Online purchases are becoming more and more popular with busy consumers. A report published by ComScore last month shows that Americans spent close to $130 billion in online retail in the first nine months of this year, up from just less than $102 billion during the same period in 2011.
This move to online shopping is unlikely to reverse itself. Customers are looking for convenience and are increasingly opting to do their shopping from the comfort of their own homes or offices rather than walk into busy stores. Further, online shopping allows for a much greater selection and makes it easier to compare products from different retailers. Thus, retailers need to make sure they are delivering the best-ever online customer experience to ensure conversion and return customers.
Gourmet gift company Harry & David is well aware of the necessity to deliver the best possible experience to the customers who visit the company's website. "Our end goal is to make the shopping experience the best possible," says Scott Huddleston, Harry & David's senior vice president for sales and multichannel marketing. In their quest to deliver this optimal customer experience, the company's business leaders were regularly doing multivariate and A/B testing on its online property.
But as the 102-year-old company grew, old systems were no longer enough. Huddleston notes that Harry & David was experiencing several technical issues because of scaling, triggering a rethink of the technology that was being used. One of the challenges was long load times on test versions, leading to a less-than-ideal customer experience.
In order to address this problem, last year Harry & David implemented new testing systems by Maxymiser, allowing the company to be more agile in testing web page improvements before rolling them out to all customers. "We put a lot of effort in letting customers tell us how we're doing and what they want to see," Huddleston explains.
Testing different variables is allowing Harry & David to serve its customers with the best possible online experience. This strategy meant putting the current customer journey under the lens and pinpointing areas that could be improved. Most of Harry & David's customers go to the company's Website to buy a gift for a loved one. The company's leaders recognized that customers wanted to find their gifts quickly so they changed the homepage to include different categories, making it easier for customers to find what they needed. Different versions were tested to determine the best choice. "We tested the whole buying experience to see what customers really wanted," Huddleston notes, adding that it was "statistically significant" to present the information differently.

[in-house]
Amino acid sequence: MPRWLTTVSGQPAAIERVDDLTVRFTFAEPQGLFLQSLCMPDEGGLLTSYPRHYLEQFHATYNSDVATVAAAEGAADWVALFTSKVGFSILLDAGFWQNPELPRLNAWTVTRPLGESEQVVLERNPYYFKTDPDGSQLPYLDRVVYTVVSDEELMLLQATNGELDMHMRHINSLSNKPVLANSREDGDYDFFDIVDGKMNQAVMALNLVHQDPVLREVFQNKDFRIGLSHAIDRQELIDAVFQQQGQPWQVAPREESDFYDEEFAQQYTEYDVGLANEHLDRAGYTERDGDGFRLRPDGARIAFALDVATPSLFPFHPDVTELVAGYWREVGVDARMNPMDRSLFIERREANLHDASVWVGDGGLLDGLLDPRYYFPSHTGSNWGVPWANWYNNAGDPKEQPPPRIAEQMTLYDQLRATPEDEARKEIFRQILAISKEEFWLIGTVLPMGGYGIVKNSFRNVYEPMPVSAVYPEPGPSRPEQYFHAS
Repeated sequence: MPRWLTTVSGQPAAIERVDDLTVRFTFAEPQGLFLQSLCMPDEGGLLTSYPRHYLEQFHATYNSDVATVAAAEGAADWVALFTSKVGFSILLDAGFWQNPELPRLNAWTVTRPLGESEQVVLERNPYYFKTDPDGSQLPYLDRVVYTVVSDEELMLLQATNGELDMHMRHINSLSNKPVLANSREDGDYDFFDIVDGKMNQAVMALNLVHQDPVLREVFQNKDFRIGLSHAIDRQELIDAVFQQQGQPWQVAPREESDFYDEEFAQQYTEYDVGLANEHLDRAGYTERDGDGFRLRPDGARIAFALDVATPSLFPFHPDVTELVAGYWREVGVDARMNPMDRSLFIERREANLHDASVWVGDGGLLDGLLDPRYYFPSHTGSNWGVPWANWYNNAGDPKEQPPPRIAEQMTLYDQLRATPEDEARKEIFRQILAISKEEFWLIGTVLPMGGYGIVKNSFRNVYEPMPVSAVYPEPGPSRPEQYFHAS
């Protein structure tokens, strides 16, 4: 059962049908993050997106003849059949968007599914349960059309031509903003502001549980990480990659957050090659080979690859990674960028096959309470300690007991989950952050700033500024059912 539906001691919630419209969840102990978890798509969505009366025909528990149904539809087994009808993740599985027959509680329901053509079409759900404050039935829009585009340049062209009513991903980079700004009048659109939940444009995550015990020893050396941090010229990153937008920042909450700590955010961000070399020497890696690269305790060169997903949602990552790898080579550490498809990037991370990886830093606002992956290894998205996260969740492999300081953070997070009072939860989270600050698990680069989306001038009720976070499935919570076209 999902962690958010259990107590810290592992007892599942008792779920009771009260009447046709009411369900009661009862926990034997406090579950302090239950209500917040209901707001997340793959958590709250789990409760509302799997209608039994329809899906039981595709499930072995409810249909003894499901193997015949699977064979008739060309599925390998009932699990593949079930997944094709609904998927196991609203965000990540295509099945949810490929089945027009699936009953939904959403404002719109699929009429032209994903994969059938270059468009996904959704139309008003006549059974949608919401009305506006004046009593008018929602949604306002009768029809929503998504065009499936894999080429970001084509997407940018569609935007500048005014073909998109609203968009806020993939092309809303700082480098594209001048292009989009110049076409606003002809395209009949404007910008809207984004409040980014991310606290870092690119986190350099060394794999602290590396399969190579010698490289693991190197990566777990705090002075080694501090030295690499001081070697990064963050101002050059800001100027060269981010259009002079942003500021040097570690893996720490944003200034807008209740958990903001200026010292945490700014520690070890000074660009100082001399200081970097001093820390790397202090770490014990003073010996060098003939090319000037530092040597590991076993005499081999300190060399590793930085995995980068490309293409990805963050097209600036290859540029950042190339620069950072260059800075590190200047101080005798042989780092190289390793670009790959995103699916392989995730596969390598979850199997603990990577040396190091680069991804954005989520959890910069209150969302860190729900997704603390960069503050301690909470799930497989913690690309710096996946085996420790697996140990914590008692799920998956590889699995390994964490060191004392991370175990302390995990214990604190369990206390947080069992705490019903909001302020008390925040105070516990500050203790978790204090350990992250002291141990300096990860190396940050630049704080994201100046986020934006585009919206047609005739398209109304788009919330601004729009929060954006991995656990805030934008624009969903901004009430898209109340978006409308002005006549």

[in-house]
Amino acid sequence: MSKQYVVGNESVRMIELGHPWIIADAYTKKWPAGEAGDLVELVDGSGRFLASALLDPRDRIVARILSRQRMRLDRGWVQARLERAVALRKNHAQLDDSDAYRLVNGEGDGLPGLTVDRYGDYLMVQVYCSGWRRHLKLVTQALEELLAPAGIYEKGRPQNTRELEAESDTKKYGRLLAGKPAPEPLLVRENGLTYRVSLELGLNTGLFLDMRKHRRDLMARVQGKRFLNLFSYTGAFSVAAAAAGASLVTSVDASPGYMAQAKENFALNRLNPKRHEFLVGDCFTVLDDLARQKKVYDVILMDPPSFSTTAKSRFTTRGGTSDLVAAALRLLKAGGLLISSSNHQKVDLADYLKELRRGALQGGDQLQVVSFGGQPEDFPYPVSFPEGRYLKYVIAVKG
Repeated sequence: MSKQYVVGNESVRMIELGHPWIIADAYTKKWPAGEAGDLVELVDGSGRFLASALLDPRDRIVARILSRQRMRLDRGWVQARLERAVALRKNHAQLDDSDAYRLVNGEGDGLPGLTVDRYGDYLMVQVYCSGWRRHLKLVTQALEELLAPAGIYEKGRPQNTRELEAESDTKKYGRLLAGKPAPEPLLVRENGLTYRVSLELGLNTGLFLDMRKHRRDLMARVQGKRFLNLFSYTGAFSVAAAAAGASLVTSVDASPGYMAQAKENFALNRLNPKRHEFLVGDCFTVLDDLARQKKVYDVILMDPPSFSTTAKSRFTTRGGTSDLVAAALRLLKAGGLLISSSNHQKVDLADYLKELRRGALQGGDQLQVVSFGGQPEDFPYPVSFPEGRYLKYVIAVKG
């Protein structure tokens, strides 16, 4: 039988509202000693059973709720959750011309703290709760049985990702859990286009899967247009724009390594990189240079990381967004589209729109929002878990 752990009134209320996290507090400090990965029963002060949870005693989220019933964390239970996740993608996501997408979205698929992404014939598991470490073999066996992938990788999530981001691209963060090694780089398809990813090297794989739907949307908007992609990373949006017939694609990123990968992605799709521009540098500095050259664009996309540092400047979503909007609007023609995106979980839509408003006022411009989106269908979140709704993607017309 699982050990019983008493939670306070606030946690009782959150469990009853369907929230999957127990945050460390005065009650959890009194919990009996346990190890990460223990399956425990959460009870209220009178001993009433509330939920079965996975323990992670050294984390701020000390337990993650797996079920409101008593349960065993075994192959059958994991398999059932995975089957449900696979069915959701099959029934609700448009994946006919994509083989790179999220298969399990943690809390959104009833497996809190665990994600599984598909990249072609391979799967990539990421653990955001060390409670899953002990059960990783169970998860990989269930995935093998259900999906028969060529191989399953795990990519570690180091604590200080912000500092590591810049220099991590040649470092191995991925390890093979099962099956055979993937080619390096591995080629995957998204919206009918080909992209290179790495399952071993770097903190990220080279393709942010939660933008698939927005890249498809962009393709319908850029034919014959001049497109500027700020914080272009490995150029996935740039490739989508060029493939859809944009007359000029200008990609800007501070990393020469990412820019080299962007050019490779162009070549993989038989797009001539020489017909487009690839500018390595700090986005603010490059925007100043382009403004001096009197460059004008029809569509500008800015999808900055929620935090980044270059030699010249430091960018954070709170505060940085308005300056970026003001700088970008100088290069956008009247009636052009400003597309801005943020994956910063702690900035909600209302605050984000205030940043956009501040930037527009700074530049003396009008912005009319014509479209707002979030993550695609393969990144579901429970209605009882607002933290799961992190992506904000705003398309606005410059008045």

Another change was to the Website's search functionality. During the 2011 holiday season Harry & David tested different search box ideas, finding a winning design that led to a double-digit lift in conversion rates, leading to increases in average order values and revenue for the company.
Huddleston says delivering a great buying experience that differentiates Harry & David from its competition is critical. "It's the name of the game to drive traffic and make sure you convert as many customers as possible," he says.
Invest in online: With many customers starting their buying journeys online, organizations need to make a great first impression through their Website.
Test before rolling out: Not every change will be an improvement and companies need to test any alterations with a small percentage of customers before rolling them out to everyone.
Make interactions simple: Customers want their buying journeys to be as easy as possible so organizations need to make sure that they simplify interactions.